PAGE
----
Goose Control: A Local Lakes's Solution
By: Don Damm, VLAP Monitor, Ashuelot Pond, Washington, NH
Geese have been a problem on my lawn for years, I have put a fences, string and let my dog loose to chase the messy geese away. I can't wait to try this simple solution they are using over in the
Washington NH area.
Canada Geese commonly spend their summer's nesting and feeding on New Hampshire's lakes and ponds. However, the public may not realize that geese feces can be hazardous to people's health when inhaled or ingested. Parasites found in geese feces are a concern, especially to those who are most susceptible including the elderly, children and pregnant or breastfeeding women. Additionally, at even higher risks are children with weakened immune systems and people with gastrointestinal problems and ulcers. The parasite of concern is called Cryptosporidium, which causes an illness with the following symptoms: watery diarrhea, dehydration, weight loss, stomach cramps, fever, nausea, and vomiting. For most people the symptoms would be relatively short, a day or two, however, for children they could last for weeks with medical treatment.
The Lake Ashuelot Estates Association at Ashuelot Pond in Washington, NH wants to share our experience with managing Canada Geese. A single goose can eat four pounds of grass (their favorite food) a day and create three pounds of fecal matter"¦that is about 30 pieces of goose poop. There are currently 26 geese on the lake which generate a lot of goose poop. We have a large association beach of approximately 5,500 square feet of sand and about an acre of grass which attracts the geese when they are hungry. Last year, a three year old girl became very sick after playing at the beach. The doctor believed the illness was associated with a parasite in the goose poop that was present on the beach or adjacent grassy area.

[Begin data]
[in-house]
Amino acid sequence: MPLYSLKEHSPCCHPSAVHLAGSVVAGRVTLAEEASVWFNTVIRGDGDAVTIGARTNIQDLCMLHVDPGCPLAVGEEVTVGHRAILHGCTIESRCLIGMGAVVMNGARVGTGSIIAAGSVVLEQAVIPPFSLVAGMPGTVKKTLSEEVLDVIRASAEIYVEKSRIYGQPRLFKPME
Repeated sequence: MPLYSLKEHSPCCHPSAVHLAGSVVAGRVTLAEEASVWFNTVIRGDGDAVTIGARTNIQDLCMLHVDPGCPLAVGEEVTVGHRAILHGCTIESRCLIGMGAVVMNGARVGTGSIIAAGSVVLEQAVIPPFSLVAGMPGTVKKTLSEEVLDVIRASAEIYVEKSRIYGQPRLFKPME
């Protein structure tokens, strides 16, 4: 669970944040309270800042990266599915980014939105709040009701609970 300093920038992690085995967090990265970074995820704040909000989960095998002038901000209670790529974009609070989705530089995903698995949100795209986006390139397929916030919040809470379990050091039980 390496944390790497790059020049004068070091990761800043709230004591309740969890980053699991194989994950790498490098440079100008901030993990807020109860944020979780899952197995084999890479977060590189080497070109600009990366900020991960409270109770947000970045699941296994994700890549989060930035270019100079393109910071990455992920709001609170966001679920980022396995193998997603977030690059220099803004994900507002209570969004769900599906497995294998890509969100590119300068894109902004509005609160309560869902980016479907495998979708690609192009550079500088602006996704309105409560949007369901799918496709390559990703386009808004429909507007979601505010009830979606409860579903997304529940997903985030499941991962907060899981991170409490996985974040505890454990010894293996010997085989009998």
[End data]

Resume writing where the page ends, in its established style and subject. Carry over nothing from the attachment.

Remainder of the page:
We have been working to prevent the geese from accessing the beach area for many years now. We have tried a variety of physical barrier techniques to keep the geese from getting onto the beach and grassy areas. However, these physical barrier techniques are not so practical on an active beach, and over time the geese usually figure a way around the barriers. The way we have effectively controlled the geese is by regularly spraying diluted grape juice on the grass, with prior coordination with the Dept. of Agriculture. The grape juice contains the chemical methyl anthranilate which makes the grass unpalatable to the geese. When the geese try to feed on the grass sprayed with grape juice it results in an unpleasant sensation in their mouths.
We have used a regular 100 percent two quart container of grape juice that you can buy for $2.50. Do not purchase grape drink. The two quart container is then diluted with two quarts of water. This mixture is poured into a five gallon agricultural sprayer, which you can buy for under $20.00. We use the light spray setting and the gallon of diluted grape juice covers the larger grassy area adjacent to the beach. The spraying effort is shared during the summer months with a number of volunteers. The spraying frequency varies based on weather conditions and on the grass cutting cycle. It appears to work on a two to three day cycle and spraying is done in the evening when the beach area is less occupied. Cutting of the grass may result in more frequent spraying, and we generally spray when the forecast is dry weather. If it does rain, spraying needs to be done the next day.
The Association's experience to date is that when a regular spraying cycle is maintained, the geese are not present. Generally, each spraying event takes about 20 to 25 minutes, because you usually will have visitors who are curious of what you are up to. It is almost like conducting a mini field educational course. As a back-up, we keep a bucket and shovel at the beach for volunteers to physically pick-up and remove the goose poop from the sandy beach.
For additional tips call us!
Also if you are interested in looking for a new lake property or selling your current home call we would be glad to help out.